The IELTS test can be taken either as an academic preparation test or a general training test. When applying to universities, you will have to demonstrate that you have taken the academic preparation test.
The IELTS test is different in that it incorporates a variety of different accents so that your test isn't biased towards any particular region.
IELTS - International English Language Testing System
IELTS QUICK FACTS
Cost: The cost varies from country to country. Read our IELTS Around The World Guide.
Accepted by: Over 9,000 institutions in more than 140 countries
Test Numbers: In 2015, 2.7million tests were taken in over 1100 test centres around the world.
Duration: approx 3 hours
Score: Scores are between 1-9 going up in increments of 0.5. Half scores are therefore possible e.g. 6.5. Many universities require a score of 6-7+ for admission of international students. If you are looking to apply to a specific institution, check what the requirements are before applying. It may be a requirement that you have a minimum score in each section as well as a certain overall score.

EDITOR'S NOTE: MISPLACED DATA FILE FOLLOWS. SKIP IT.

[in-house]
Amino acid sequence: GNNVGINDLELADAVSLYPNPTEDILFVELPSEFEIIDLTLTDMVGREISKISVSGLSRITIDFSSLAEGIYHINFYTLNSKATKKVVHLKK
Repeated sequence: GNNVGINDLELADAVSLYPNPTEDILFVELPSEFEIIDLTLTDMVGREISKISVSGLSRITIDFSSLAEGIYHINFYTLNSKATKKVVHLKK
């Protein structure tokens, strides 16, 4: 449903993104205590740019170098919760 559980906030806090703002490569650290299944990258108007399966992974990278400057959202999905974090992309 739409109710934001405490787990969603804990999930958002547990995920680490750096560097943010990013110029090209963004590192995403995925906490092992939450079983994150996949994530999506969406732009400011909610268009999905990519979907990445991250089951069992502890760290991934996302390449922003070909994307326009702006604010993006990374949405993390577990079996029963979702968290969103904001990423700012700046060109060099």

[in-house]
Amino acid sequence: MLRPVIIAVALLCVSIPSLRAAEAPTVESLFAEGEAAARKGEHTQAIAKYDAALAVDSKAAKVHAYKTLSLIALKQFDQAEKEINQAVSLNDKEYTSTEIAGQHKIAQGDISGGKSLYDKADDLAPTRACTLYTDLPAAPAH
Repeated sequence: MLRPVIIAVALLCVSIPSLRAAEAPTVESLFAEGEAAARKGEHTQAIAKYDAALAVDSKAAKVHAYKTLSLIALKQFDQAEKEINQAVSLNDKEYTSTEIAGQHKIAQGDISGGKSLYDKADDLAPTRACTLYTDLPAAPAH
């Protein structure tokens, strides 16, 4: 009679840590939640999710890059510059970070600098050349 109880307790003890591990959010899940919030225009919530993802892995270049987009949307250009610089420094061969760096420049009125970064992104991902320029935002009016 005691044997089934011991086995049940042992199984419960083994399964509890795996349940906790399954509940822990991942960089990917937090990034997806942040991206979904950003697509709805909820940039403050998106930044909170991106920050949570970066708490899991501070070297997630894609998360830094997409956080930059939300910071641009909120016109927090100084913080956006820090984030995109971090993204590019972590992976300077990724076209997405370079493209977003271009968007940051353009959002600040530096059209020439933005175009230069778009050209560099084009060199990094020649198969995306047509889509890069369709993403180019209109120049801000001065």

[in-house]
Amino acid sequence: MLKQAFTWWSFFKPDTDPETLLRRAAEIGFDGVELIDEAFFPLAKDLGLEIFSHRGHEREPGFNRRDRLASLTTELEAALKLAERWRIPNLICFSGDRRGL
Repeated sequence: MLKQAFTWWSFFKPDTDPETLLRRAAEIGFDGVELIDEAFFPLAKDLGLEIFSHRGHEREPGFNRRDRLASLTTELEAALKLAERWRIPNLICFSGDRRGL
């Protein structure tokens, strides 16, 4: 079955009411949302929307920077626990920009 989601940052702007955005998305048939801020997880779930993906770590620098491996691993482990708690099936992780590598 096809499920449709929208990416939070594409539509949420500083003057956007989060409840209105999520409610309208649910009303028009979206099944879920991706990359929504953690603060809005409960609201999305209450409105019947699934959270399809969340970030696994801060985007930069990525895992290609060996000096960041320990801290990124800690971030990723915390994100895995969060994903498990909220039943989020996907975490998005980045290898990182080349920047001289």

Alternatives: A common alternative to IELTS is the Test Of English as a Foreign Language (TOEFL). Read our article IELTS vs TOEFL - Which Is Better?
The test consists of:
Four sections of increasing difficulty. Four recorded conversations or monologues. Each recording is heard only once. You must answer a series of questions about the recording. The recording will be paused for a short time half way through so that you have time to read the questions.
Three sections of text. 40 questions about the text.
Two tasks. In task one, you will be given a diagram or chart and you have to describe the information. In task two, you will be presented with an argument and you must respond to it.
The first section is a face-to-face conversation with the examiner in which you talk about your hobbies and interests and, generally, you will be asked why you have chosen to take the IELTS test.
In the second section, you will choose a topic card and have to prepare a brief speech about that topic. You will have one minute to prepare.
The third section is another face-to-face conversation, generally consisting of the examiner asking you questions about the topic you have just discussed.
The first three modules (listening, reading and writing) will always be taken in one sitting, but the speaking module may be taken on a different day, within 7 days of the main test date.